Cleo Dubois: Ah, I became a professional dominant at a time when the work was not very well understood, and eventually, as I—not eventually, pretty soon thereafter—there were cultural differences. In 1990s, BDSM people or SM folks or kinky people started getting seriously organized. There was a huge leather conference, there were huge leather conferences in Washington that I went to, and they were on that, mainly women out there that were waiting to talk at leather conferences, so I was asked. And those were actually really hard times for me to talk about, because a lot of wonderful leather folk died of AIDS during the early ‘90s. Lots and lots. And I had a lot of grief, and I really wanted to give back to the community. So whenever I was invited to teach, I would teach about what I knew, about what was it that made BDSM safe, sane and consensual; a technique class on whipping; how would you do a ritual BDSM, a BDSM ritual? How do you negotiate with a new partner? I started creating all of these classes. And when I, in 2007, saw I had created many, many classes through the years, and then whenever I had a client, being a professional dominant at the time, and I would always ask, you know, you’re married. Can you come out to your partner? Do you have a partner? Does she know? And I was like, totally honest with people. My intention was not to keep them just being my client; it was to empower their life. I would say, “You have not spoken with me. We’re here! Read that book. There’s a book by Grainery Press on topping, and there’s a book by so-and-so on the pleasure of BDSM; why don’t you read this book, come out to your wife, and I will help you both? And pretty soon I started having couples coming to me. And I would help the woman feel comfortable; usually she’d be, you know, she’d be the dominant one. And I started acquiring the skill of teaching couples. After many of these sessions were all very different, I thought, “Hmm…maybe I could create a weekend workshop!” So in ’95, I started creating the Academy of SM Art, and then in 2000 I got together with my friend Sybil Holiday, who wrote this beautiful book called “Consentual Sadomasochism: How to Talk About It and Do It Safely,” which you can already find on the net everywhere, and with a psychotherapist named William Henkin.  And with Sybil, we created the weekend course. It’s running: First we created it and presented it for dominant women, and women would switch; they wanted to feel empowered about their dominance. And then, three years ago, we presented for the first time the first sort of work for dominant men and men who would switch. And then last year, I was invited by, actually, a presenter of One Taste to present a workshop for couples. And now I’m making those three workshops available. And they’re a weekend workshop, and they’re small, so that what I want is that everybody can share about their fear. Because you have to get over your fear to explore your fantasy. And when you can speak your fear and it resonates with others, then you get over it. And also, share the things they find that work for them. So, the workshop became very small; there are like nine people, maximum. And it’s concentrated work to empower people who want to play with lots of players to have the skill to do so. And of course, I go into polyamory; different people playing with different partners, with different sets of rules and boundaries, and that’s why the boundaries are so important—the whole concept of boundaries. But for me there’s more than just the concept of boundaries. It’s empowering people to feel that their intuition, what they are inside, what they are at core is what to follow, not just the boundaries that are set up; to follow the energy. And I guess that’s why I call myself—I am a ritualist. I look at everything as a ritual. I also hold community rituals that involve body piercing and other shamanic exploration. I look at the work I do very much as shamanic work, which is, you know, helping people connect their sexuality, their spirituality and their mind, that they all work together as one thing; so that’s why I created the Academy of SM Art, to keep that work going.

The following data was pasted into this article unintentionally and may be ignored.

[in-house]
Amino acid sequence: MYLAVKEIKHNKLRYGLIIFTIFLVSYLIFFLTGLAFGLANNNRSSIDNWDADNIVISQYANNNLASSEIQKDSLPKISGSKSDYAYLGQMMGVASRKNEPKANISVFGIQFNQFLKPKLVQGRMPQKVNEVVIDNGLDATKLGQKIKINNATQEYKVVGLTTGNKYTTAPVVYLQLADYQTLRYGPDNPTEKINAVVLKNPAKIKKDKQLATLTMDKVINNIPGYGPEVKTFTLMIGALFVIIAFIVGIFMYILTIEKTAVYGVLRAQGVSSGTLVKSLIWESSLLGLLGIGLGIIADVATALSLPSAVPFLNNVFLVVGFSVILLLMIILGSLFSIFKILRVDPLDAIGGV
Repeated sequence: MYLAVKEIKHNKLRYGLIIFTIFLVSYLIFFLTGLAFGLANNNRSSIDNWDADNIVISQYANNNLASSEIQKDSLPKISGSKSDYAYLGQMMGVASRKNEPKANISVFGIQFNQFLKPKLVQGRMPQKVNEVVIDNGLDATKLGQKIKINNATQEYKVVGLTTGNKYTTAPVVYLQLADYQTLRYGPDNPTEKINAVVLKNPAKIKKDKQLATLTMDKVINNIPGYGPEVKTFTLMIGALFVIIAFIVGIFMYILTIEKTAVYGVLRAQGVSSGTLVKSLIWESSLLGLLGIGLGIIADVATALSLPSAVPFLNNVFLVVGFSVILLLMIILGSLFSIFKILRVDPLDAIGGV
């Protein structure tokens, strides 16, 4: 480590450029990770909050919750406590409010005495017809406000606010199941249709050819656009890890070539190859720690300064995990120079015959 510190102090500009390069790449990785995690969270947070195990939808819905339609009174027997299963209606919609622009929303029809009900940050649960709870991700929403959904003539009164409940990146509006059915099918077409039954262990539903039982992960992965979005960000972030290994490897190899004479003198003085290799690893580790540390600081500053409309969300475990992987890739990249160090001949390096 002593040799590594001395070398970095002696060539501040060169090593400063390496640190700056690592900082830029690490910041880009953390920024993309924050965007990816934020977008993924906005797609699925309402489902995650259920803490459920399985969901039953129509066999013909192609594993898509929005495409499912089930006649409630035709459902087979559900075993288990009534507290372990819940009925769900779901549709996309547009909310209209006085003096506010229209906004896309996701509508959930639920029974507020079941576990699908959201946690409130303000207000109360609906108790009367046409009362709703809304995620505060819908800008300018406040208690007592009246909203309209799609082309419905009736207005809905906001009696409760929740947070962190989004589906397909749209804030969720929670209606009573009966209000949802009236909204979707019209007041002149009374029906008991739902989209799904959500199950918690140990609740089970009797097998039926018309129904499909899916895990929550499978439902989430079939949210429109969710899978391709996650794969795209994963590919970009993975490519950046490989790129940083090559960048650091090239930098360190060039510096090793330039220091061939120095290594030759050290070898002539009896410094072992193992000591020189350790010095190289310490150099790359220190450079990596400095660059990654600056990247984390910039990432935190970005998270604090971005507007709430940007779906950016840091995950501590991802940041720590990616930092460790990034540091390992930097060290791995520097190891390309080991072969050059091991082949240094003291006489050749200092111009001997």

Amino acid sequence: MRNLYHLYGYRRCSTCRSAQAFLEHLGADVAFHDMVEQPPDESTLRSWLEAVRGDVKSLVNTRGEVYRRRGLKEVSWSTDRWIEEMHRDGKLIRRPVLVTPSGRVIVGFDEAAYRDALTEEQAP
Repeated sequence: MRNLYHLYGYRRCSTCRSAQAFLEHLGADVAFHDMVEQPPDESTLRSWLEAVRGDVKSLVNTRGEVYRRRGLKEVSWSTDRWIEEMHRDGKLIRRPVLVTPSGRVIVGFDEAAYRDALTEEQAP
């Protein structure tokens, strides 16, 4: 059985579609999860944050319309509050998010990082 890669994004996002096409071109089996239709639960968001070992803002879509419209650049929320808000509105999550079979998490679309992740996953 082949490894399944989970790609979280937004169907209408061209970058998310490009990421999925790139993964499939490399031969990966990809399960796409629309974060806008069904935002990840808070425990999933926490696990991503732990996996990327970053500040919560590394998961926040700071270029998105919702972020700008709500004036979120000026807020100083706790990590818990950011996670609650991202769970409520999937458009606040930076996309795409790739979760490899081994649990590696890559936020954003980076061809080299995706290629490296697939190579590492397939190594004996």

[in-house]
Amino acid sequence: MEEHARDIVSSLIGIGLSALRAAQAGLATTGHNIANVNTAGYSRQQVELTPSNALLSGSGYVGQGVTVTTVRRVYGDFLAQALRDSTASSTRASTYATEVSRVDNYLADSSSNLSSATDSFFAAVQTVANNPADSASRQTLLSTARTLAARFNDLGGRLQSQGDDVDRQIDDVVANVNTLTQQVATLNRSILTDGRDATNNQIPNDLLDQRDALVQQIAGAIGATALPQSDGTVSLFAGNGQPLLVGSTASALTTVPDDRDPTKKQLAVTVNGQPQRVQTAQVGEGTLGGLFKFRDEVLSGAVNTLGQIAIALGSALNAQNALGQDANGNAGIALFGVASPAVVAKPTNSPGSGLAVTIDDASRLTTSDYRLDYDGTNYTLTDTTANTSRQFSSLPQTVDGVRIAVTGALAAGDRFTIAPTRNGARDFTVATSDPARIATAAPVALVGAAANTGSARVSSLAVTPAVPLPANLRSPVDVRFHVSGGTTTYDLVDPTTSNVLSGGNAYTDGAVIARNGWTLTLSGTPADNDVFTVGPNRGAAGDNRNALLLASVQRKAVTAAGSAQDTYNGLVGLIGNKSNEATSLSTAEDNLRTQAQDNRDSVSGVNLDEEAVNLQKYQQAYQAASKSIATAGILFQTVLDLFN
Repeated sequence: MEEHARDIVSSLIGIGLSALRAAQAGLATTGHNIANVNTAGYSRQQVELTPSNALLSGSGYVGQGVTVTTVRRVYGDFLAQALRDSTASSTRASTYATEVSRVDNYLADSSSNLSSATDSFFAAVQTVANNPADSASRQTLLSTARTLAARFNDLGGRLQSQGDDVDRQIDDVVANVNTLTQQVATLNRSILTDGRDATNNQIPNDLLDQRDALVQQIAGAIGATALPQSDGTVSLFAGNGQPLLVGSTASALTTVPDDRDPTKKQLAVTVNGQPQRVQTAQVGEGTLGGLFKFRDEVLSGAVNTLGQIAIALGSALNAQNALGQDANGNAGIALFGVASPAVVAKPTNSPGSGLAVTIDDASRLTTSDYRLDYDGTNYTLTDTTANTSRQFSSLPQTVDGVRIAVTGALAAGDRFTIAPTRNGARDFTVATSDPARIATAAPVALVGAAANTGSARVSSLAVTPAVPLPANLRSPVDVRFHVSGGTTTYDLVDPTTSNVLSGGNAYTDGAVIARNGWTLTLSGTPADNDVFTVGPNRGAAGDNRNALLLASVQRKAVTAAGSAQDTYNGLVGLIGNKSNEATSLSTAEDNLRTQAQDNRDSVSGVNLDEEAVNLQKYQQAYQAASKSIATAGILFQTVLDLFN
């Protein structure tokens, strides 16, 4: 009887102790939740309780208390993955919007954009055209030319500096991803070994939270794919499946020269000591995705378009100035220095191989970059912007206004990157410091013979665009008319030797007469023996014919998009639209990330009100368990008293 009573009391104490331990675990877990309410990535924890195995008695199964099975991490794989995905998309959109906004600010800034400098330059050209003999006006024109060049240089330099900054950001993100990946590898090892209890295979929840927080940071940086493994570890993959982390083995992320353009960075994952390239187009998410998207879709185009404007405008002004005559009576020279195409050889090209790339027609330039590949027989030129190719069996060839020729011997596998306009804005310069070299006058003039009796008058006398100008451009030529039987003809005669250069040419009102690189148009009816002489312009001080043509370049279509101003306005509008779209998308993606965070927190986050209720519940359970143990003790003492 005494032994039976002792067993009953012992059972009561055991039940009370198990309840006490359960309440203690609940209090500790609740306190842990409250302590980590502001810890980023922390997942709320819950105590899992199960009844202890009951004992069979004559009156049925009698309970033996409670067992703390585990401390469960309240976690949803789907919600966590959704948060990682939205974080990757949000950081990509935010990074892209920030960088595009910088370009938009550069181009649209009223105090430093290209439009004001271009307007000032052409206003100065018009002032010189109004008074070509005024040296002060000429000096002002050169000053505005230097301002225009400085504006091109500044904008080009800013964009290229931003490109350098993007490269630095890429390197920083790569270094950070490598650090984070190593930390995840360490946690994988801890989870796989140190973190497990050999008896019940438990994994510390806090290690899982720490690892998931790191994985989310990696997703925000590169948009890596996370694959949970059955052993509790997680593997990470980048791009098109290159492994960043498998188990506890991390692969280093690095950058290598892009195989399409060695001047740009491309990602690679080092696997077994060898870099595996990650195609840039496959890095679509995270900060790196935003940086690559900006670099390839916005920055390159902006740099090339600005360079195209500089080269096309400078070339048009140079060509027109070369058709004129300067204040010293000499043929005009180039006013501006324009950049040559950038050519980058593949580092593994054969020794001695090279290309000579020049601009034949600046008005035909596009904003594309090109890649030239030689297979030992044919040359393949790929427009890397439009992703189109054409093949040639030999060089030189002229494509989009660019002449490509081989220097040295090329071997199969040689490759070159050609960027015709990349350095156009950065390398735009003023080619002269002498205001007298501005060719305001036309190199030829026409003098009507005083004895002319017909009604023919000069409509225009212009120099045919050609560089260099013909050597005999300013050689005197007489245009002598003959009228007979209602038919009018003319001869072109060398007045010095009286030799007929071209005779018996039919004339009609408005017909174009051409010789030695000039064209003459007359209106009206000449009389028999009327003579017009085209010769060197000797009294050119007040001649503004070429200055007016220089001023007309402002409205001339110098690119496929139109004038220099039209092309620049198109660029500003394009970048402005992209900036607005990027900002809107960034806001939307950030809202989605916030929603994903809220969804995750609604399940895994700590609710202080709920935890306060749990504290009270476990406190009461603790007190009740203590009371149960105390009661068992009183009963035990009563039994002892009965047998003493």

Beth Crittenden: Hmm. And what are the common practices that you teach? You mentioned a couple in there; what’s some of the language that you want people to know?